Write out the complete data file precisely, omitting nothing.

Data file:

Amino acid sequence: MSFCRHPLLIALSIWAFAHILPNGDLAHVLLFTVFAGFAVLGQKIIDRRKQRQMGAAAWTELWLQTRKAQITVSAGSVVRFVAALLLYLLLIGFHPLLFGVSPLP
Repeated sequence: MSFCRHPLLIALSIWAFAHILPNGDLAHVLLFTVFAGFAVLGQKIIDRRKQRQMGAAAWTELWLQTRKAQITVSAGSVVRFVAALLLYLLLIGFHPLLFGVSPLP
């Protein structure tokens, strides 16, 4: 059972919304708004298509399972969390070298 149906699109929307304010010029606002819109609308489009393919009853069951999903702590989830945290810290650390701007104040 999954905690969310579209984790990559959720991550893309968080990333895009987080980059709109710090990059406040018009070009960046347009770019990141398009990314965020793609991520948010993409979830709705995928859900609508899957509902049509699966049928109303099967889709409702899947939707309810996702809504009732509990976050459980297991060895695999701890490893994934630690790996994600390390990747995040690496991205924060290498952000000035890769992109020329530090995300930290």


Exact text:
Amino acid sequence: MSFCRHPLLIALSIWAFAHILPNGDLAHVLLFTVFAGFAVLGQKIIDRRKQRQMGAAAWTELWLQTRKAQITVSAGSVVRFVAALLLYLLLIGFHPLLFGVSPLP
Repeated sequence: MSFCRHPLLIALSIWAFAHILPNGDLAHVLLFTVFAGFAVLGQKIIDRRKQRQMGAAAWTELWLQTRKAQITVSAGSVVRFVAALLLYLLLIGFHPLLFGVSPLP
């Protein structure tokens, strides 16, 4: 059972919304708004298509399972969390070298 149906699109929307304010010029606002819109609308489009393919009853069951999903702590989830945290810290650390701007104040 999954905690969310579209984790990559959720991550893309968080990333895009987080980059709109710090990059406040018009070009960046347009770019990141398009990314965020793609991520948010993409979830709705995928859900609508899957509902049509699966049928109303099967889709409702899947939707309810996702809504009732509990976050459980297991060895695999701890490893994934630690790996994600390390990747995040690496991205924060290498952000000035890769992109020329530090995300930290």